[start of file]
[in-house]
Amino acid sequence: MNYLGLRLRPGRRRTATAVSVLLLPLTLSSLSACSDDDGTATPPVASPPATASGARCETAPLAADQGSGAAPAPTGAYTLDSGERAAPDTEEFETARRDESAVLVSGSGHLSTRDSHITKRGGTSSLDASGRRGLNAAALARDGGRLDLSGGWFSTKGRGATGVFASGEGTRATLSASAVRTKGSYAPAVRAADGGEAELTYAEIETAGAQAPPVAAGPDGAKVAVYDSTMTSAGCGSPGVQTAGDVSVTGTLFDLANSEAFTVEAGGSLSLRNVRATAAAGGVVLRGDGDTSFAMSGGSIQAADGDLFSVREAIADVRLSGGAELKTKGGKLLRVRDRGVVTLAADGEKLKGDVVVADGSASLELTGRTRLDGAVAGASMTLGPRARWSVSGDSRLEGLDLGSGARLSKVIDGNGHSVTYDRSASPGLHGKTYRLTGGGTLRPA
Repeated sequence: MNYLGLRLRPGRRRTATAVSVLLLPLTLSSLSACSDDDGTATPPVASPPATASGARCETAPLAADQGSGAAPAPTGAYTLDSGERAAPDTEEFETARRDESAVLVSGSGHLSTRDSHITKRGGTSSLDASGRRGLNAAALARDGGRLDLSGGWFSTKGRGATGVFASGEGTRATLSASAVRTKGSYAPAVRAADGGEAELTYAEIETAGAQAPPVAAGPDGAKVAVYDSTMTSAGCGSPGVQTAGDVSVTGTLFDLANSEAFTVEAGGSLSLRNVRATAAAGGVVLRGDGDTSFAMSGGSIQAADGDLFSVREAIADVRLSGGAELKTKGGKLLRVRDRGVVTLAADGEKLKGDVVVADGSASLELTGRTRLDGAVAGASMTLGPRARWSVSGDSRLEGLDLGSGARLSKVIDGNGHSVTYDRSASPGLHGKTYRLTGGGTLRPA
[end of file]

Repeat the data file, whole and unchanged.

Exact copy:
[in-house]
Amino acid sequence: MNYLGLRLRPGRRRTATAVSVLLLPLTLSSLSACSDDDGTATPPVASPPATASGARCETAPLAADQGSGAAPAPTGAYTLDSGERAAPDTEEFETARRDESAVLVSGSGHLSTRDSHITKRGGTSSLDASGRRGLNAAALARDGGRLDLSGGWFSTKGRGATGVFASGEGTRATLSASAVRTKGSYAPAVRAADGGEAELTYAEIETAGAQAPPVAAGPDGAKVAVYDSTMTSAGCGSPGVQTAGDVSVTGTLFDLANSEAFTVEAGGSLSLRNVRATAAAGGVVLRGDGDTSFAMSGGSIQAADGDLFSVREAIADVRLSGGAELKTKGGKLLRVRDRGVVTLAADGEKLKGDVVVADGSASLELTGRTRLDGAVAGASMTLGPRARWSVSGDSRLEGLDLGSGARLSKVIDGNGHSVTYDRSASPGLHGKTYRLTGGGTLRPA
Repeated sequence: MNYLGLRLRPGRRRTATAVSVLLLPLTLSSLSACSDDDGTATPPVASPPATASGARCETAPLAADQGSGAAPAPTGAYTLDSGERAAPDTEEFETARRDESAVLVSGSGHLSTRDSHITKRGGTSSLDASGRRGLNAAALARDGGRLDLSGGWFSTKGRGATGVFASGEGTRATLSASAVRTKGSYAPAVRAADGGEAELTYAEIETAGAQAPPVAAGPDGAKVAVYDSTMTSAGCGSPGVQTAGDVSVTGTLFDLANSEAFTVEAGGSLSLRNVRATAAAGGVVLRGDGDTSFAMSGGSIQAADGDLFSVREAIADVRLSGGAELKTKGGKLLRVRDRGVVTLAADGEKLKGDVVVADGSASLELTGRTRLDGAVAGASMTLGPRARWSVSGDSRLEGLDLGSGARLSKVIDGNGHSVTYDRSASPGLHGKTYRLTGGGTLRPA